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Girl who met Mother Teresa: She smelled ‘like flowers’

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Mother Teresa talks to the late Josefa Cabrilla, who prepared meals for the visiting sister while in Samar. Mother Teresa is flanked by Msgr. Basiling Rosales, the person who invited her to Calbayog City; the late Generosa Bernardo, a supporter of the Missionaries of Charity; and Remedios Quisumbing. (Photo: Eleanor Bernardo Tingzon)

CALBAYOG City, Samar, Sept. 1, 2016 – What’s the most unforgettable part of entertaining a saint at your home?

For the Bernardo family whom soon-to-be-saint Bl. Mother Teresa personally visited in January 1987 in this city, it could be the fact that she ate specially prepared Filipino dishes or that she made time for conversation. But for a woman, who was a young girl at the time, it was her scent that smelled “like flowers” that she remembers vividly even after nearly three decades.

“I can’t forget her scent. It was not from a perfume. It was a scent similar to flowers. And her hands, though wrinkled, were very soft,” shared Judith Ignacio-Whuillas, who recalled she was with her father and everyone in the family to meet Mother Teresa at the airport. She was only 11-years old then.

Visited by a saint

A few days away from her canonization, Whuillas, who is now based in Samoa, recognized the singular grace of having met Bl. Mother Teresa.

“Now that she will be declared a saint, I appreciate how blessed we were to kiss or bless her hands as young children. Now we realize how important person she is. Because back then, we never know much of her.”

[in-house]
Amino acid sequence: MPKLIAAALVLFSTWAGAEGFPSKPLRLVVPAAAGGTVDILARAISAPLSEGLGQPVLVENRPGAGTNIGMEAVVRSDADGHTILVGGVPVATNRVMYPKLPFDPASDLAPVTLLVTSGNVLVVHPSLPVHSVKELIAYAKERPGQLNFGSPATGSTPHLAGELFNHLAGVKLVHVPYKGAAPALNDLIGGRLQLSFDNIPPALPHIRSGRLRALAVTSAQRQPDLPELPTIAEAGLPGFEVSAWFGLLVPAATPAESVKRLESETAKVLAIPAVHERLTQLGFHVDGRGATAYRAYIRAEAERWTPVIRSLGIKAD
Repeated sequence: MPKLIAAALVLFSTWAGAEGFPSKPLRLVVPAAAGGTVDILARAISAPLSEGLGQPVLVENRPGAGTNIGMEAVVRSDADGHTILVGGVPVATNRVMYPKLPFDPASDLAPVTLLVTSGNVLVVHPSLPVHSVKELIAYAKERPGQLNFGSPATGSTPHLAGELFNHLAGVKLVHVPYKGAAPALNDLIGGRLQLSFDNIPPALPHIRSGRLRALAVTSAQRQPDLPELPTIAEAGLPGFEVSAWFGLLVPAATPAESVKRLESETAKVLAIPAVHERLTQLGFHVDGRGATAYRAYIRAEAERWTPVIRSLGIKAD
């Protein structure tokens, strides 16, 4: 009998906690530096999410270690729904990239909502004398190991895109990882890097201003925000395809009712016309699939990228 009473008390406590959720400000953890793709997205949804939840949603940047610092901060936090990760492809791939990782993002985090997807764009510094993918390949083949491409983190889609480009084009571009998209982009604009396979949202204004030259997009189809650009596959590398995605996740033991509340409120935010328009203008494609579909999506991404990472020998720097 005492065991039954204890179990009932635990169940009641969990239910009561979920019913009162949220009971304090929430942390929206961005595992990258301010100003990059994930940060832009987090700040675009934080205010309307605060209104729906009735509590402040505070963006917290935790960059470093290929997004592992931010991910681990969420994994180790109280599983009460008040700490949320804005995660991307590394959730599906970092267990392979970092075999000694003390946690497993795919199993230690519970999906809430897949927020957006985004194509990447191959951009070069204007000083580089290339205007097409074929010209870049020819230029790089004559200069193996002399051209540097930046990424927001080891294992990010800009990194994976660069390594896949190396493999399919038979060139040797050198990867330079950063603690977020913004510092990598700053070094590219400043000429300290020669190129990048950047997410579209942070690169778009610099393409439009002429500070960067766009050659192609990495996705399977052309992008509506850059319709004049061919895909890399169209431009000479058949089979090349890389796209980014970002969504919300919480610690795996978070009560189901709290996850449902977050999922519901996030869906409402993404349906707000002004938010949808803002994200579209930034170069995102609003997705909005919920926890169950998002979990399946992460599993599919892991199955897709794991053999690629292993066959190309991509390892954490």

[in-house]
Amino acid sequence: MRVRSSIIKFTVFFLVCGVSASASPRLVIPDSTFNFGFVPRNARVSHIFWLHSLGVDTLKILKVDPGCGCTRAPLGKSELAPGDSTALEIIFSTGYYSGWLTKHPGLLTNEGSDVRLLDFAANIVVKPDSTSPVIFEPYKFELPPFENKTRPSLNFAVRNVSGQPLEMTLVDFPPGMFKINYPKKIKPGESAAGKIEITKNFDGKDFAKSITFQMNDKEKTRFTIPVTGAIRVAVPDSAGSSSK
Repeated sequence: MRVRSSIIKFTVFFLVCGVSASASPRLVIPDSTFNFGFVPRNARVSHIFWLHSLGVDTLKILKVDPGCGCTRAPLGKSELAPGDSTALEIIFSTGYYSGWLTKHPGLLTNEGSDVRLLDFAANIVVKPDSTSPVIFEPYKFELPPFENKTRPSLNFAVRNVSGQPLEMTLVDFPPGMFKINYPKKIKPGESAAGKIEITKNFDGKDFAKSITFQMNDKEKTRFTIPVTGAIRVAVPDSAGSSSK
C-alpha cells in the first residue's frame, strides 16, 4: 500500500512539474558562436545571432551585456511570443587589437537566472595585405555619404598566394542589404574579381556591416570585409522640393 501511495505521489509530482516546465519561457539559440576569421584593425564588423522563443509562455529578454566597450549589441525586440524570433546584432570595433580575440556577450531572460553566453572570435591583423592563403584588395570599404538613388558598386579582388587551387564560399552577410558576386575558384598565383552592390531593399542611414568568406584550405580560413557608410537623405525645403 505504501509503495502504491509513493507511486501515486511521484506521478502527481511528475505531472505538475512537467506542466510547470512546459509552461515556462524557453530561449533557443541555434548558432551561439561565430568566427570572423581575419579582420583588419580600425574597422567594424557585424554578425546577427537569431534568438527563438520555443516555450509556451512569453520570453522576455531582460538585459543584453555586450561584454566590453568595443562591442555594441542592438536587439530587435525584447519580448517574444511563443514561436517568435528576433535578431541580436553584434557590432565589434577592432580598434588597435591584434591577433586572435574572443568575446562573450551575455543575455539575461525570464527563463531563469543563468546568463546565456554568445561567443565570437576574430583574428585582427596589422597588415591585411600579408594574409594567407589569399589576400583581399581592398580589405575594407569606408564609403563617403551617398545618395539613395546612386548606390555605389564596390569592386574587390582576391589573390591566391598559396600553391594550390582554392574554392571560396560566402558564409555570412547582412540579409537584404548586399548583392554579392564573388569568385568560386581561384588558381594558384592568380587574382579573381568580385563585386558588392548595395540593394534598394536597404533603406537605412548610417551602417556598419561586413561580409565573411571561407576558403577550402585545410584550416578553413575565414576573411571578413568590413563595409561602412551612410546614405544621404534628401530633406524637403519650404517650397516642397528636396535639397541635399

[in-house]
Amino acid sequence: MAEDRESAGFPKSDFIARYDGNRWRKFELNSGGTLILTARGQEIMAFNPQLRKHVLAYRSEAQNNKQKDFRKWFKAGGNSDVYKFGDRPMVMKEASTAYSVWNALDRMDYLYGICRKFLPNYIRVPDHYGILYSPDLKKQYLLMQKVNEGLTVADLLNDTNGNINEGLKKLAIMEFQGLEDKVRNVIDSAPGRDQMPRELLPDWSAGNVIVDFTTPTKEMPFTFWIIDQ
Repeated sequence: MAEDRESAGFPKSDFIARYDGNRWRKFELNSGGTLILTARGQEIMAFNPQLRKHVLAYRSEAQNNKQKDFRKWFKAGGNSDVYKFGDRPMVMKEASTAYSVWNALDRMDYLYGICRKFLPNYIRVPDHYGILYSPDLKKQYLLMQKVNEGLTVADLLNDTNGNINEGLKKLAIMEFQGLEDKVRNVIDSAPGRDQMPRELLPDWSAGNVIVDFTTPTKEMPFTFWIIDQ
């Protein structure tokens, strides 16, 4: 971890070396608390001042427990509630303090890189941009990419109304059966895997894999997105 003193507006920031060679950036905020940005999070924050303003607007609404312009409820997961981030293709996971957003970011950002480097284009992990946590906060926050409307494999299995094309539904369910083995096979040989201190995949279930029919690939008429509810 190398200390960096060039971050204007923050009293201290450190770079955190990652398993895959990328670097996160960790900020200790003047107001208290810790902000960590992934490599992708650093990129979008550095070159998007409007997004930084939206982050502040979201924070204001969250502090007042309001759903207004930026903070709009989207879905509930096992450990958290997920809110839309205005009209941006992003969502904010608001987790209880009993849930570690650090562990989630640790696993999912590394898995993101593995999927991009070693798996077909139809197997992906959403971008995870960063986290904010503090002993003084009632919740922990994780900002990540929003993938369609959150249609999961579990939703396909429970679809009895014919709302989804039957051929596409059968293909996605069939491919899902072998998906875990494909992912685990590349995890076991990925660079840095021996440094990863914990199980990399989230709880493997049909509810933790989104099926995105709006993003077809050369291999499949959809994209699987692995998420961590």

When Mother Teresa made a short visit to the Bernardo house then located along the city’s Rosales Boulevard, the grandchildren of the late Generosa Bernardo had no idea who the visiting sister was or how special she was.

Whuillas added: “My cousins and I were peeping when Mother Teresa and lola (grandmother) were talking. We would go up and down the stairs, play and run while they were in a room discussing something.”

The woman many people considered a “Living Saint” stayed in Calbayog from Dec. 31, 1986 to January of 1987 and had a chance to sample traditional Filipino fare.

Pancit palabok, halo-halo

Eleanor Bernardo Tingzon, who was 12-years old at the time of visit, said it was her mother, Nida Bernardo, who prepared special halo-halo and pancit palabok when the sister dropped by the family-owned Bernardo’s Refreshments, which the Bernardos set up on the first floor of their home.

Mother Teresa, who was accompanied by the late Msgr. Basiling Rosales and a nun assigned at the Missionary of Charity (MC) in Barangay Oquendo, was treated to halo-halo, a popular Filipino dessert of shaved ice, sweet fruit preserves and other ingredients, for which Bernardo’s Refreshments, one of the oldest restaurants in the city, was famous for.

Tips given to Bernardo’s serving staff were put in a donation box and were given to charity as a way to remember Mother Teresa’s 1987 visit.

Ma. Perpetua Socorro Ignacio-Cabatan, who was 14-years old then, recalled their grandmother gave an envelope to Mother Teresa with Php 5000 inside as donation. The Bernardos’ matriarch, the late Generosa Bernardo, was an active parishioner and a supporter of the Missionaries of Charity.

Dying child

Pedro Panoy, a child facilitator at the St. Expeditus ECCD Center, shared that before Mother Teresa left Calbayog, she heard of a dying child in Brgy. Oquendo whom she quickly visited and prayed for before heading to the airport. The child later on recovered.

Blessed Mother Teresa, who died on Sept. 5, 1997, is scheduled for canonization on Sept. 4. Then Pope St. John Paul II beatified her six years later, on Oct. 19, 2003 and waived the 3 years waiting period. (Carl Jamie Simple S. Bordeos / CBCP News)


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